Footnote #1: Because of the ride of Symon Schermerhorn, 50 local militia and 140 Mohawk Indians from Fort Frederick began to pursue the French and Indians. After a few weeks’ pursuit, the militia and Mohawks caught up with the raiders just outside of Montreal, killing or capturing at least 19 of them before they found safety inside the walls of the city. The Mohawks brought 13 French and Indian captives back to Albany, where they were tortured to death.

Footnote #2: In commemoration of the ride of Schermerhorn, the mayor of Schenectady repeats the ride every year. Most mayors have done so on horseback, though a few have preferred the comfort of an automobile.

Footnote #3: The French in Canada likely considered the raid a failure, as the original main target of Fort Frederick was left intact. By capturing the fort, and perhaps destroying it, the French might have succeeded in detaching the Iroquois from the English, besides holding the key to the navigation of the Hudson River. But it was not done, and now the whole English province was stirred up like a hornet’s nest over the carnage wrought at Schenectady.

Footnote #4: The surviving inhabitants rebuilt Schenectady, but it was a slow process. The town was attacked by the French and Indians again in 1748. In 1898 a plaque was erected to commemorate the Schenectady Massacre (see below).

Plaque from 1898

Footnote #5: Well-known “speculative fiction” author Harlan Ellison has stated that anytime a fan or interviewer asks him the question, “Where do you get your ideas?” he replies “Schenectady.” Also, the Marvel Comics super-villain Doctor Octopus was born in Schenectady.

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Comments

5-1-2011 i am doing research on the massacre and you filled in alot for me. I am interested in Simon Van Ness or Symon Van Ness who was one of the people who went after the French after the massacre.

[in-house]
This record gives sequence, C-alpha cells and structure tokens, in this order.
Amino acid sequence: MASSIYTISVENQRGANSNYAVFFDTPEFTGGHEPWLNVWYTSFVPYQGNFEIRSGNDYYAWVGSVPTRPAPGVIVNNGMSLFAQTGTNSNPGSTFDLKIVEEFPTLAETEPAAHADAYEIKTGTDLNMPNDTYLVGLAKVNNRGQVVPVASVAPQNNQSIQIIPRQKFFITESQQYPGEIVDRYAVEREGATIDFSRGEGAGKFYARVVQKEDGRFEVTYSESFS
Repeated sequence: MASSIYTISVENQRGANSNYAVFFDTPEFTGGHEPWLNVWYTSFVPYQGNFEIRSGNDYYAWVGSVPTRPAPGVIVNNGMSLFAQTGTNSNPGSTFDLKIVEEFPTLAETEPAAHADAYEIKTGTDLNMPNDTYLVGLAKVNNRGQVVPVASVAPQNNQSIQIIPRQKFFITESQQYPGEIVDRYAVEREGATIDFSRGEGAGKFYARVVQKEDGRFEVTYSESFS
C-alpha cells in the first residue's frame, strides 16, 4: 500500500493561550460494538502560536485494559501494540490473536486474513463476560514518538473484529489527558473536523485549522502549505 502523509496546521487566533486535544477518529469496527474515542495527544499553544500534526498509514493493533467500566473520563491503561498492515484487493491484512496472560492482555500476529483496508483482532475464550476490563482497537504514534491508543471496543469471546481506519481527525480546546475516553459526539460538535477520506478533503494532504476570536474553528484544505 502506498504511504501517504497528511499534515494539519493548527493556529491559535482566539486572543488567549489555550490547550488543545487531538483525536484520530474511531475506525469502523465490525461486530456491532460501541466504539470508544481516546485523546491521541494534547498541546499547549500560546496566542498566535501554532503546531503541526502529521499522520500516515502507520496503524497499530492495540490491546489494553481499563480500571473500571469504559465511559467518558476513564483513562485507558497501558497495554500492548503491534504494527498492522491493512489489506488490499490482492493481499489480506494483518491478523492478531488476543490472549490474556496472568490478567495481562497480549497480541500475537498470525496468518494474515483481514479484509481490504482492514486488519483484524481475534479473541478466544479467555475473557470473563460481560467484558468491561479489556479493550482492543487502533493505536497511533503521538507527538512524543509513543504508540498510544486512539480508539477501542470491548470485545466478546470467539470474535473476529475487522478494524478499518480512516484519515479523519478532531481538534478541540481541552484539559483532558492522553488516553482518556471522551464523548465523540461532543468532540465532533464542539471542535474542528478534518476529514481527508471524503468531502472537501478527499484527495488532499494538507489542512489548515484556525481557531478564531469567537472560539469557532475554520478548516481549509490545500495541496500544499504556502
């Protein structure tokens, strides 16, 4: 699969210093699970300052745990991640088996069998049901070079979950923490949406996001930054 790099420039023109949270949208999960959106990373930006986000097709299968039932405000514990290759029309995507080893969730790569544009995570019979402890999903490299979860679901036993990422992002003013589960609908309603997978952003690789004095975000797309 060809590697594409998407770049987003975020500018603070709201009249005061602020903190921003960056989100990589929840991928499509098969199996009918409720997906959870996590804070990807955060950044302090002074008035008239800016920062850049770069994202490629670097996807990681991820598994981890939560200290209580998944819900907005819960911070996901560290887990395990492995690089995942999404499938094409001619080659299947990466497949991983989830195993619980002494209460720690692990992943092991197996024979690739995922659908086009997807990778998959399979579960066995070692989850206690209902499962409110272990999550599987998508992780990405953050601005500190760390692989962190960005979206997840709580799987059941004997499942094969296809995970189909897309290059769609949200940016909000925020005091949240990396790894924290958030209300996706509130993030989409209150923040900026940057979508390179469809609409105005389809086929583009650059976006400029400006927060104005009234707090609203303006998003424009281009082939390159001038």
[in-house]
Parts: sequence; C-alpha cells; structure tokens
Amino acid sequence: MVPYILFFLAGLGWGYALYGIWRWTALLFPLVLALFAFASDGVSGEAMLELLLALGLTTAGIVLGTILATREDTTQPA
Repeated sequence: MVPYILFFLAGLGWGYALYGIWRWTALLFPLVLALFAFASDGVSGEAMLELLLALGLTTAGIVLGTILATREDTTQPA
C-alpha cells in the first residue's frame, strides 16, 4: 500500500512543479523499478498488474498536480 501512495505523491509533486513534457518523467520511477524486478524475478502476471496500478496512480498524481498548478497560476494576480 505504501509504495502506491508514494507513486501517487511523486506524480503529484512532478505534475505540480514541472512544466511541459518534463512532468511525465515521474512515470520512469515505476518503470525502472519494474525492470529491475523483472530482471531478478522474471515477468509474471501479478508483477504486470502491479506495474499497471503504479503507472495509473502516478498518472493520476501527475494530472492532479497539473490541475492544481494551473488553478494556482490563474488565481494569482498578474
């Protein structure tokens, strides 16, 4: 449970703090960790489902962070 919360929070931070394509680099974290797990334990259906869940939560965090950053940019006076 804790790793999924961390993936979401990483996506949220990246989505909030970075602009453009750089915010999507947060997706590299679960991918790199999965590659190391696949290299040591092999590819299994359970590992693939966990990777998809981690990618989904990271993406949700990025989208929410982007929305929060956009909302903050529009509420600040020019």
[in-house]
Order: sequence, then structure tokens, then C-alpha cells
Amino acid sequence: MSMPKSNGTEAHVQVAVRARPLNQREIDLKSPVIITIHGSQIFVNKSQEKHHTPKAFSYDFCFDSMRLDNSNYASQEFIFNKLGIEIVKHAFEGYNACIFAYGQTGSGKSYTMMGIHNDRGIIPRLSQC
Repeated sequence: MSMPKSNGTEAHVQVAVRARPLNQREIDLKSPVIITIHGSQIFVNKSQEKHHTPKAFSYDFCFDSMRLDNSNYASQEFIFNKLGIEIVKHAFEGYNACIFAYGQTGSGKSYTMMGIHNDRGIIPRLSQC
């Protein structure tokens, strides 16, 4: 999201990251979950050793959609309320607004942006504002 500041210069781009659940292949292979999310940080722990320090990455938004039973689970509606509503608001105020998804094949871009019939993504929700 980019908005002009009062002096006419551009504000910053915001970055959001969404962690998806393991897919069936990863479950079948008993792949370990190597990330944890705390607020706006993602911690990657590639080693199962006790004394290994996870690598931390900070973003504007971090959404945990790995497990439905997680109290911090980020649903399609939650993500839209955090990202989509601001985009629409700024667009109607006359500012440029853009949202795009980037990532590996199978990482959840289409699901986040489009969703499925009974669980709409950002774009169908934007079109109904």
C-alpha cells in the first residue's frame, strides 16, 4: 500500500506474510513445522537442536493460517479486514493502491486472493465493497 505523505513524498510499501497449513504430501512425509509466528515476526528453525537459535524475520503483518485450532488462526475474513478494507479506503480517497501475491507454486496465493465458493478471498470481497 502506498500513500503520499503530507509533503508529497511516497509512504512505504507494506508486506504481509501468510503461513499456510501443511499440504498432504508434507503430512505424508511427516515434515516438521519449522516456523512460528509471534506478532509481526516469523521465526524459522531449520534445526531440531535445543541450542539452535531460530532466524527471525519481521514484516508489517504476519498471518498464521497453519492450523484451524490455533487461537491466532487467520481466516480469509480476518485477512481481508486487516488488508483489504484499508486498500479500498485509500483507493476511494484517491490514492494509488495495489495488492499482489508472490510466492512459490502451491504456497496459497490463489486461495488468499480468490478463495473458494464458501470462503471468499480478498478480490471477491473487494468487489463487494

Glen gpierce9@comcast.net

I am interested in the survivors. I am looking into the surname Burghardt (Burgett), namely Jehoiakim, son of Peter.

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Hi
there is French documentation for catholic baptism of Barent (Jean Baptiste Wroman) son of Adam Vrooman in 1693 and for "Andre Wroman" 1694 who is not identified but likely is Adam Vrooman son Hendrik as he signed the document with "H+V" plus a signeture that is supposed to mean "Andre Wroman" This changes nearly all stories (Jonathan Pearson et al.). the oroginal documents and translations are on website of Scott Hager" The Hager/McClanahan Family "

Barbara :vanboerum2@hotmail.com

I have been looking for a picture of Adam Vrooman he was one of the Bulter Ranger thanks for any thing on him.

I have a picture of Adam Vrooman from JOhn J. Vrooman: The promised Land. but can not attach it here.

Ensign Albany Militia 1690, pursued French and indian raiders who destroyed Schenectady along with Mohawk Indians.....have pedigree material and some documentation re this man, Willing to share.

Please send me any thing you have on him looking for his picture thank you
AprilaStray@yahoo.com